Tag Archives: post-hardcore

With Our Teeth discuss music, garnering a following in South Jersey and the grueling task of auditioning new members

Pat Casale, Luis Colón, Mike Scornaienchi, Chris Sikora and Stephen Anthony Matranga. Photo by PJ Hennessy

With a foundation built upon camaraderie— guitarist and vocalist, Chris Sikora, and drummer, Pat Casale, have been playing together since 2007— and ambitions, With Our Teeth look forward to spreading their peer-deemed, post-hardcore sound.

Having released a two song EP, Born in a War, in March 2011, With Our Teeth, with an enigmatic sound in tow, created a new niche within the local music scene. After discovering that they did not click with hardcore shows or jive within the punk realm, With Our Teeth proudly donned— as Sikora jokes— the title of “weird” band on the bill. Weirdness aside, however, the three-piece outfit must contend with typical band woes, such as, auditioning new members and balancing music with school, work and other responsibilities all while trying to garner a following in South Jersey, which, as many agree, is a far cry from the likes of a musical hotbed like Nashville.*

 

Starting off with a little background of the band, how did With Our Teeth come together?
Chris Sikora: With Our Teeth started with Pat, our old bass player and I; we were having trouble finding a singer and a second guitarist. Steve [Matranga, guitarist and vocalist of WOT] contacted me about starting a pop-punk band but at the time we had a full lineup for the band we formed before With Our Teeth. When we found out we had to start all over again, however, I contacted Steve and asked him if we wanted to play with this band [With Our Teeth]. A month or two later, we got a hold of an old friend who was interested in singing for us. Steve and I are going to start that pop-punk band one of these days! [laughs]

 

How would you, as a band, describe your sound (I know, not the easiest question to answer!)
Sikora: We always have a difficult time answering that question. Usually we just take the answers that other people throw at us— post-hardcore, melodic post-hardcore. We’ll ask people if they’ve heard of certain bands that we like, and when they say no, we just tell them that we’re rock/alternative.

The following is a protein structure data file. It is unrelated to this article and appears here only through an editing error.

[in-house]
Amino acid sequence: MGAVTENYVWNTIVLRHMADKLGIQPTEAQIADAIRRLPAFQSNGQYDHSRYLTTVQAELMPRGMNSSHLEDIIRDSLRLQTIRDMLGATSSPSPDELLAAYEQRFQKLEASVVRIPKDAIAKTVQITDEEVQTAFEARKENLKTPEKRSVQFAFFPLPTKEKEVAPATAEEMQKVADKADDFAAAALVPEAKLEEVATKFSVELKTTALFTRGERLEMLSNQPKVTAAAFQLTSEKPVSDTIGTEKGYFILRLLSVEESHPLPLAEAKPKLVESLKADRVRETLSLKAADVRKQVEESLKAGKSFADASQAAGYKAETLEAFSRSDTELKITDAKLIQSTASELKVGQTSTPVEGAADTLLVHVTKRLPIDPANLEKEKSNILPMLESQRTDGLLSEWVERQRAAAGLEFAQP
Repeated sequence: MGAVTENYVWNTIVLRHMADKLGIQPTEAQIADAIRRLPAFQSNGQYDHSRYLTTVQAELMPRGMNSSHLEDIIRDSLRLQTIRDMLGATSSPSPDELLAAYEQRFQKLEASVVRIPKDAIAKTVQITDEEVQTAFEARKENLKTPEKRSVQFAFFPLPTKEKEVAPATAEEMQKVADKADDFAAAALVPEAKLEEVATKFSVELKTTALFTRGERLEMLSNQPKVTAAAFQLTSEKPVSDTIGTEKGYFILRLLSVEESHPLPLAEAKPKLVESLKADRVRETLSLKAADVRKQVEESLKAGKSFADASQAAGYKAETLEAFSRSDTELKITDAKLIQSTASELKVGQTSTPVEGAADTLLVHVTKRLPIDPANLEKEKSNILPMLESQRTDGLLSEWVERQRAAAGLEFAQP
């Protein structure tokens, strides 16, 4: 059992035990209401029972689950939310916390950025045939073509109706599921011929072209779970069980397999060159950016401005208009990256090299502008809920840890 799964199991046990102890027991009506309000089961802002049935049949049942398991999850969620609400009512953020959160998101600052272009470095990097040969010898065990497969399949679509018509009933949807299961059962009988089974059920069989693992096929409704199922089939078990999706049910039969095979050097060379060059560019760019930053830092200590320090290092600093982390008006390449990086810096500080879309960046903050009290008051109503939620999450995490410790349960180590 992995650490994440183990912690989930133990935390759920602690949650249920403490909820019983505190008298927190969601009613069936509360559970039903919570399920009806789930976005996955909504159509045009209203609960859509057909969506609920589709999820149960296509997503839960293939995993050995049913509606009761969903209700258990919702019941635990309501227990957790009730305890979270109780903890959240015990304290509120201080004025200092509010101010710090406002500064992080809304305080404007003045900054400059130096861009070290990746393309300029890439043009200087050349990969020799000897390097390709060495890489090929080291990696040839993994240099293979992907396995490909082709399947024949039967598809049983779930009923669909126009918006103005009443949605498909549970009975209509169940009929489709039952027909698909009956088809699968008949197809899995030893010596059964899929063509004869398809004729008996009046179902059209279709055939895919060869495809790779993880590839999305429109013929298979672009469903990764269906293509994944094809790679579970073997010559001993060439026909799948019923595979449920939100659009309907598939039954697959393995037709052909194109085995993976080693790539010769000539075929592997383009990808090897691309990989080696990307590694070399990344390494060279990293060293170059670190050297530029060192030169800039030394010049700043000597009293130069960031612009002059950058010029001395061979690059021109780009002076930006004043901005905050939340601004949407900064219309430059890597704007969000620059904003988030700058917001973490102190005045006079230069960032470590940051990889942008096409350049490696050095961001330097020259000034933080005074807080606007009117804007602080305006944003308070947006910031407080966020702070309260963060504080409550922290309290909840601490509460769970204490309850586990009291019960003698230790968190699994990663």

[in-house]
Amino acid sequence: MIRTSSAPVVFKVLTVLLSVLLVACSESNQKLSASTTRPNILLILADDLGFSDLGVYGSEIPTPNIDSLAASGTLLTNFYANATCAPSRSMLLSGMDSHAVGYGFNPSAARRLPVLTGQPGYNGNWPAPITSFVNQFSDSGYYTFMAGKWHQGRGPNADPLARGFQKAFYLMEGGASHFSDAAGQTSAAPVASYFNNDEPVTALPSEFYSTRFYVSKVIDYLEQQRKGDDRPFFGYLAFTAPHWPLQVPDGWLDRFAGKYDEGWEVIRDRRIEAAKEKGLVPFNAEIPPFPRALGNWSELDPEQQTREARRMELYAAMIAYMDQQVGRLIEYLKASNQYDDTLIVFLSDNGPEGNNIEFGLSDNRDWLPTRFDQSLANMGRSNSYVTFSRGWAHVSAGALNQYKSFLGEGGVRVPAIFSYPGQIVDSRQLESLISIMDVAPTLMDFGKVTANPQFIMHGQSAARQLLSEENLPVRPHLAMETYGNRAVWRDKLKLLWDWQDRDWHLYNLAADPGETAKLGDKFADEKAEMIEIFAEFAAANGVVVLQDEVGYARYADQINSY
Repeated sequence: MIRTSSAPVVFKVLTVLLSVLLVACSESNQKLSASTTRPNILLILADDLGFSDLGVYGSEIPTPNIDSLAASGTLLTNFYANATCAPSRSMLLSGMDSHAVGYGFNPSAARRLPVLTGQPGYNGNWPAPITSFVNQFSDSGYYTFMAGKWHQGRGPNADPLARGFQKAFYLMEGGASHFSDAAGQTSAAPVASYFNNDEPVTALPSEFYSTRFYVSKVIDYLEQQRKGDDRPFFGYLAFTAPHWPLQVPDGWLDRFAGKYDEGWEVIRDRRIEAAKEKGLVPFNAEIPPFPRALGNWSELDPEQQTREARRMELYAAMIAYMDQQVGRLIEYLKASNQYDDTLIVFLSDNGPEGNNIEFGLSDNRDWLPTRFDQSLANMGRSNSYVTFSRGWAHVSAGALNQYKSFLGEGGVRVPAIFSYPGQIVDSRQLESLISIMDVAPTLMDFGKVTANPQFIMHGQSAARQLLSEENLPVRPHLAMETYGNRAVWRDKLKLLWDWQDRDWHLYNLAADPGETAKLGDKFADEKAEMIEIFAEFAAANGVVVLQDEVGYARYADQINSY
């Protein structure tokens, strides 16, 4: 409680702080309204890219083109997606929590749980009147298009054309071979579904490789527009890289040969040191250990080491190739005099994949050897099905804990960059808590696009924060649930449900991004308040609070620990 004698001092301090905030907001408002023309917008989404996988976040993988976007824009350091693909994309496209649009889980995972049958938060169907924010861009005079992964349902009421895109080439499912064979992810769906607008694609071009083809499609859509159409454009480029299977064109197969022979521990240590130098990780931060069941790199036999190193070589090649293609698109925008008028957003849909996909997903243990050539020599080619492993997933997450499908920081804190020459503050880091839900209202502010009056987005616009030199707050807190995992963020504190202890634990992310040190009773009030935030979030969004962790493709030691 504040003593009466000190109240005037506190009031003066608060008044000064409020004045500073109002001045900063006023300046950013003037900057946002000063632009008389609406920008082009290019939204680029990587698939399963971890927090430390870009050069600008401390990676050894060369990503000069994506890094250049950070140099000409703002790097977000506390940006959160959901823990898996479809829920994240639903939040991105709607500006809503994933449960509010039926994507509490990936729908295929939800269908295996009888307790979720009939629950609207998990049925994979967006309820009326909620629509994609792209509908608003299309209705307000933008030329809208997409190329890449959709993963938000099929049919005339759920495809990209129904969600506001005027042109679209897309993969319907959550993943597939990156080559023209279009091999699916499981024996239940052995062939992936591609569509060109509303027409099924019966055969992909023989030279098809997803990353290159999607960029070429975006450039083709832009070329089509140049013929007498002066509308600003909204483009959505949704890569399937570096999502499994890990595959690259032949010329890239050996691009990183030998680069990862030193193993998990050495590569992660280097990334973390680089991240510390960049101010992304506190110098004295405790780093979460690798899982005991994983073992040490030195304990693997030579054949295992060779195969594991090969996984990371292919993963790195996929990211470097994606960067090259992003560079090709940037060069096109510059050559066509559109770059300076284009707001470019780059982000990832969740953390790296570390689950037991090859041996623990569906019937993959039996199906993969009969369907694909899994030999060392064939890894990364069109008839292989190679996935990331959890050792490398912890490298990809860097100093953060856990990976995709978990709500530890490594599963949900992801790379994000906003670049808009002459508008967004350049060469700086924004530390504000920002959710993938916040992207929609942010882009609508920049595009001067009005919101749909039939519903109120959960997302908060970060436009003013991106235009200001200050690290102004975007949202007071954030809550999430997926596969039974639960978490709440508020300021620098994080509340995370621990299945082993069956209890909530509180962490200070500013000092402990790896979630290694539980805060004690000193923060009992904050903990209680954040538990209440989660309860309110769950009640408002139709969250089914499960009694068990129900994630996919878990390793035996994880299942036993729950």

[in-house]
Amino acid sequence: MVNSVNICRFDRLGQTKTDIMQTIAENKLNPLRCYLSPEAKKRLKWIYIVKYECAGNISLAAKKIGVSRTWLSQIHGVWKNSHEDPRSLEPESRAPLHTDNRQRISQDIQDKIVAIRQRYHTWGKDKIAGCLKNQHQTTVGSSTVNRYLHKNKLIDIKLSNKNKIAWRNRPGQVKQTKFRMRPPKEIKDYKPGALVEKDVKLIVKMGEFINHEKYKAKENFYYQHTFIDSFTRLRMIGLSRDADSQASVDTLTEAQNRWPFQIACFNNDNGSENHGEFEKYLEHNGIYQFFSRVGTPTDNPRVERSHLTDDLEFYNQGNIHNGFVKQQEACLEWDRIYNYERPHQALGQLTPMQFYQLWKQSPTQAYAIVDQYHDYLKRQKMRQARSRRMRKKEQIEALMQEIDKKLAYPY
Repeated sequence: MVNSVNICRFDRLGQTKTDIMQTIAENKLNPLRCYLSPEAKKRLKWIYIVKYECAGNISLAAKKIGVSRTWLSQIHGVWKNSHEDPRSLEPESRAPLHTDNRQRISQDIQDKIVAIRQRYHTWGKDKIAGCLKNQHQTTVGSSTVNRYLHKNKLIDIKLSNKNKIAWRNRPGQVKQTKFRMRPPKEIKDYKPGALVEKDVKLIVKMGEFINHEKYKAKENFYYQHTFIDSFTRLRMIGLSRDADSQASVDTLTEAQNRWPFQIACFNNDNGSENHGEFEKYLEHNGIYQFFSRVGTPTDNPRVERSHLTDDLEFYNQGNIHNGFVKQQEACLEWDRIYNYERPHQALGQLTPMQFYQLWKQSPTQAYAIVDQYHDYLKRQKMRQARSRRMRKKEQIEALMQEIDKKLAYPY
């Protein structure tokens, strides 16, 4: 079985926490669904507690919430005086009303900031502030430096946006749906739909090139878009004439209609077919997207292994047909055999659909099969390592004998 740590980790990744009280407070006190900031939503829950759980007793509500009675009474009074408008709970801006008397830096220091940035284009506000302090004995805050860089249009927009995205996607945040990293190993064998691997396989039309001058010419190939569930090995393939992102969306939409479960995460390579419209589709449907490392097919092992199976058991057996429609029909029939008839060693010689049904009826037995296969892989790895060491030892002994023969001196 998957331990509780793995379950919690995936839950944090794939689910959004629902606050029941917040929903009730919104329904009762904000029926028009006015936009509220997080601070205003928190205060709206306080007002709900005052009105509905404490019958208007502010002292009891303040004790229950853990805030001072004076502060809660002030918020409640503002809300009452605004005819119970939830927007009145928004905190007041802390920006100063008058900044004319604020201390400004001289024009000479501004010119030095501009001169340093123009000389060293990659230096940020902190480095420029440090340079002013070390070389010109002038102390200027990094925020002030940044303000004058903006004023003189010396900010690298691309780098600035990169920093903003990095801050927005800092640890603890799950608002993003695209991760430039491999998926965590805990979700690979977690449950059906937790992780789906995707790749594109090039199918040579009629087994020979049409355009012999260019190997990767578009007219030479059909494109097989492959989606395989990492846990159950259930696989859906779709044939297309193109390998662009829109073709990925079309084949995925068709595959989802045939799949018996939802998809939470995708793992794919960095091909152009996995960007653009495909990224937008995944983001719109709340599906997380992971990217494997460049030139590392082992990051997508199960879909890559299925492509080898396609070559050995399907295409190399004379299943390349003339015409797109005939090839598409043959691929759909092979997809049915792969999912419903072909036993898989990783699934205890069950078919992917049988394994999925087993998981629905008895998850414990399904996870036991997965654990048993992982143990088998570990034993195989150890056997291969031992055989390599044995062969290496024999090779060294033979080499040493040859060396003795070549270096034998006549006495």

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Every Minute Can Kill discuss the band’s formation, “Faceless Creatures” and offer tips on being a success in the local music scene

Shaking up the underground, Jersey born Every Minute Can Kill certainly hasn’t been wasting any time since solidifying their line-up in 2010. Two EP’s, press attention from the likes of AMP Magazine and dozens of shows later, the members of the Vineland-based band discuss how Every Minute Can Kill came to be, their new EP and share their tips on success.

Photo courtesy of Every Minute Can Kill


Starting with a little background on the band, what was the process of actually forming the band?  Were you friends before Every Minute Can Kill?

Trevor Jennings (vocals): Essentially, everyone in our current line-up has either been friends with someone in the band or has a friend of a friend of the band.  We had a ton of member changes prior to actually pulling together and getting serious in 2010; that’s when we found really dedicated, enthusiastic members and have stuck with almost the same group ever since.  It’s funny because our newest member, Danny, was sort of a friend and a fan, so he’s the only member of the band who’s actually worn our t-shirts (laughs).

 

Briefly recount your road to success: the hard work needed, the practice hours, getting your name out there, etc.

Jennings: The hardest part for us starting out was probably just finding a solid line-up. Finding people who are right for the job, but are also cool guys you can hang out with and work with is a difficult task. Once that was done, we traveled to Toms River to record our first EP, “Get Your Groove On” and a cover song soon after. It was our first time in a legitimate studio and for some of us it was our first time recording anything at all.

After performing shows with some notable acts such as Alesana, Chiodos, The Chariot (one of our favorite bands) we decided it was about time to write again. We’ve always had a pretty limited budget, and since we decided we definitely wanted to put out good, quality material we had to limit ourselves to a single. This was our first time writing 100% as a full band and it really gave us the opportunity to sit down and decide exactly what we wanted to sound like. “Purpose.” came out in March of 2011 and was well received, which convinced us to dive further into our new sound and create “Faceless Creatures,” which brings us to where we are now.

Trevor Jennings singing along with fans at Hangar 84 on Jan. 27, 2012. Photo: Dan Axelson Photography

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